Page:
CRS: THE COMPLIANCE WORLD’S BIG HAIRY BEAST

Not understanding the monitoring, 90-day change of circumstance, and audit trail requirements will create an ongoing resources drain for companies not set up to properly manage their CRS obligation.

As the implications of CRS reporting become better understood to the financial services community, one of the growing realisations is that this new compliance regime requires a paradigm shift in the way reports are prepared and delivered. CRS (Common Reporting Standard) is an agreement between the world’s Tax Authorities designed to detect tax evasion. All businesses that manage the financial accounts of foreign tax residents living in Australia must report to the ATO for the first time this year.
GCS Agile
Posted 6 months ago

king kong 472134 1920Not understanding the monitoring, 90-day change of circumstance, and audit trail requirements will create an ongoing resources drain for companies not set up to properly manage their CRS obligation.

FACS logo 2

June 2018

As the implications of CRS reporting become better understood to the financial services community, one of the growing realisations is that this new compliance regime requires a paradigm shift in the way reports are prepared and delivered. CRS (Common Reporting Standard) is an agreement between the world’s Tax Authorities designed to detect tax evasion. All businesses that manage the financial accounts of foreign tax residents living in Australia must report to the ATO for the first time this year.  

“Most financial institutions don’t understand what CRS compliance is actually costing them,” says Stuart Growse, Chief Digital Officer at GCS Agile. “The siloed nature of the current approach to developing in-house solutions has led to an opaque operating environment where the inefficiencies and duplication of effort across an organisation cannot be seen or understood.”

This organisational blind spot has in part been created by a misunderstanding of how to best tackle a new compliance regime that requires regular monitoring to capture the status of foreign tax resident’s financial accounts.

For example, by July 31, 2018 financial institutions will need to file CRS reports to the ATO on their accounts through the period of July 1-December 31, 2017.  This is not a snapshot as of December 31 but a summary of all activity that occurred throughout the period. If a foreign tax resident closed an account on October 15, the CRS report will need to capture that fact.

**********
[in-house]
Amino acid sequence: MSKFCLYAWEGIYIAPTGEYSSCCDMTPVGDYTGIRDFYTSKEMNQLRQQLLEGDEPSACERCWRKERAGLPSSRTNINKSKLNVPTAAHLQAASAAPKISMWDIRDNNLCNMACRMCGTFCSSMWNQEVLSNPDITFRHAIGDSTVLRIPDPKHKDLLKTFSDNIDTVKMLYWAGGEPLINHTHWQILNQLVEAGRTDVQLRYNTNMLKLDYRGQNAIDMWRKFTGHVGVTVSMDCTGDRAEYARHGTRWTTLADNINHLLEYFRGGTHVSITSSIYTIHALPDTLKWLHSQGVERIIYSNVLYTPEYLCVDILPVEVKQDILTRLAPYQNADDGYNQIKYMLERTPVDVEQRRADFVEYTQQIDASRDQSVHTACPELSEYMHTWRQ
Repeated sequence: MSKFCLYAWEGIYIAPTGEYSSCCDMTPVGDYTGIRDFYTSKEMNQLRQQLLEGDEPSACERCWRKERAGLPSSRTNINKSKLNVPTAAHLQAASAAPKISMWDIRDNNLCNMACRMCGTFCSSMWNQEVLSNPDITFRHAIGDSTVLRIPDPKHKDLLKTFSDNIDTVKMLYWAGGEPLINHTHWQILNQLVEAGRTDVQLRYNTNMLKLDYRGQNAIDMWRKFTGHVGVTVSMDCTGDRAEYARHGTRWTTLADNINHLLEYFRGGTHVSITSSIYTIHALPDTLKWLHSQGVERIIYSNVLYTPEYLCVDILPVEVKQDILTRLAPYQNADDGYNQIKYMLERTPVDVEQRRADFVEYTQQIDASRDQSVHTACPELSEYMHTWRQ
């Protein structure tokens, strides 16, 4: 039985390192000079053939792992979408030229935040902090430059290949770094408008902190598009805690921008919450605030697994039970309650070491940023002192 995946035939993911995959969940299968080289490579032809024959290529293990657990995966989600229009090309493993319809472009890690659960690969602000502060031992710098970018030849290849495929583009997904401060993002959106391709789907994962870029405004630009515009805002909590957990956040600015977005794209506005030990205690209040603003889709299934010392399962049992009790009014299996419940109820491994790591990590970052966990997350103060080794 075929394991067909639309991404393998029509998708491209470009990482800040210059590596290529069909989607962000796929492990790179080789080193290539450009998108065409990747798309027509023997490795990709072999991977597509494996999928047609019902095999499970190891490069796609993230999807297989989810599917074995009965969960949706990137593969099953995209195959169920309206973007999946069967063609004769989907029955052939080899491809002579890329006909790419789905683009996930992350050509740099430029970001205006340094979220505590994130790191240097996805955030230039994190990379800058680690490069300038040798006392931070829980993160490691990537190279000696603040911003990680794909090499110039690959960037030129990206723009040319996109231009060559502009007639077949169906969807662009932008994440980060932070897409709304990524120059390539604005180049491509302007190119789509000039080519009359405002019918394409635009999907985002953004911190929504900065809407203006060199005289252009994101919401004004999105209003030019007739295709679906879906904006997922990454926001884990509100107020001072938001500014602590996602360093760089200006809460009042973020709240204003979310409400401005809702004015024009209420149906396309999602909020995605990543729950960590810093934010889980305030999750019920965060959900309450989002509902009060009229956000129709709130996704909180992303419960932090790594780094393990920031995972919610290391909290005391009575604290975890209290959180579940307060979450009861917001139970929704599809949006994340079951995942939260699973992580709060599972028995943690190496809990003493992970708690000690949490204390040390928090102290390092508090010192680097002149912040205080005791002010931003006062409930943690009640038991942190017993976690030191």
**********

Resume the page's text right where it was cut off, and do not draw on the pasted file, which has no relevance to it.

Says Growse, “This requires a new holistic approach to compliance reporting.  The key is to set up a single technology that feeds these reporting fields throughout the year.  If not, there will be a business impact that management cannot see in trying to manage this compliance manually.”

Complexity abounds.  The ongoing monitoring of millions of accounts simultaneously to keep an eye on relevant account status changes is one challenge.  To act on those changes in 90 days is another. Yet another is to have an audit functionality in place with the key understanding being that the ATO will want to look at why an organisation hasn’t reported on certain accounts.  The requirement is mind-boggling in its forensic need.  

“A manual approach means the costs of compliance are unknown and potentially open-ended,” says Growse.  “This leads to a pattern of compounding pain points. For example, unnecessary reporting results in poor customer experiences during due diligence, or an ATO audit requiring additional investigations and internal resources being consumed.”

GCS Agile is Australia’s leading specialist consulting group to advise companies on how to best meet their FATCA and CRS compliance obligations, and includes issues of digital strategy, taxation, and technology.  As a first step, the team will produce within two weeks a Risk Assessment Report that provides full details on what specific actions a business needs to take to be compliant by July 31.

GCS Agile is also the provider of FACS, the world’s leading software platform built specifically to address FATCA and CRS end-to-end compliance, and also works in different jurisdictions worldwide to understand the nuances of Tax Authorities’ requirements for their CRS reports locally.   

For more information, contact:

Stuart Growse
Chief Digital Officer, GCS Agile
+61 451 121 774
sgrowse@gcsagile.com.au


Supporting Information

Compliance is complex and costly for the Financial Services Industry

  • Compliance costs the global financial services industry over $270B annually.
  • Fines alone have cost global lenders at least US$321B since the 2007-08 financial crisis.
  • CBA’s AML compliance breach announced on August 3, 2017, has resulted in C-Level role changes, a greater than 10% share price drop in the month following the announcement, and a $700 million fine.
  • Based on ATO published penalty rates, a breach of 10,000 non-reported CRS accounts (error rate less than 1%) by a financial institution earning more than $1 billion in revenue will be liable for fines of up to $5.25 billion. 


FACS (FATCA and CRS Service)
www.crs-fatca-reporting.com.au

  • Complete end to end service that covers Data Preparation, Identify & Classify, Due Diligence, Reporting, and Audit.
  • Highly flexible and configurable.         
  • Real time dashboard reporting with full work flow views.
  • Complete, continuous audit trail and ongoing monitoring.
  • Rapid implementation.
  • ATO supported functionality and have completed ATO partner program.
  • Only FATCA and CRS solution to be registered in ATO ABSIA (Australian Business Software Industry Association).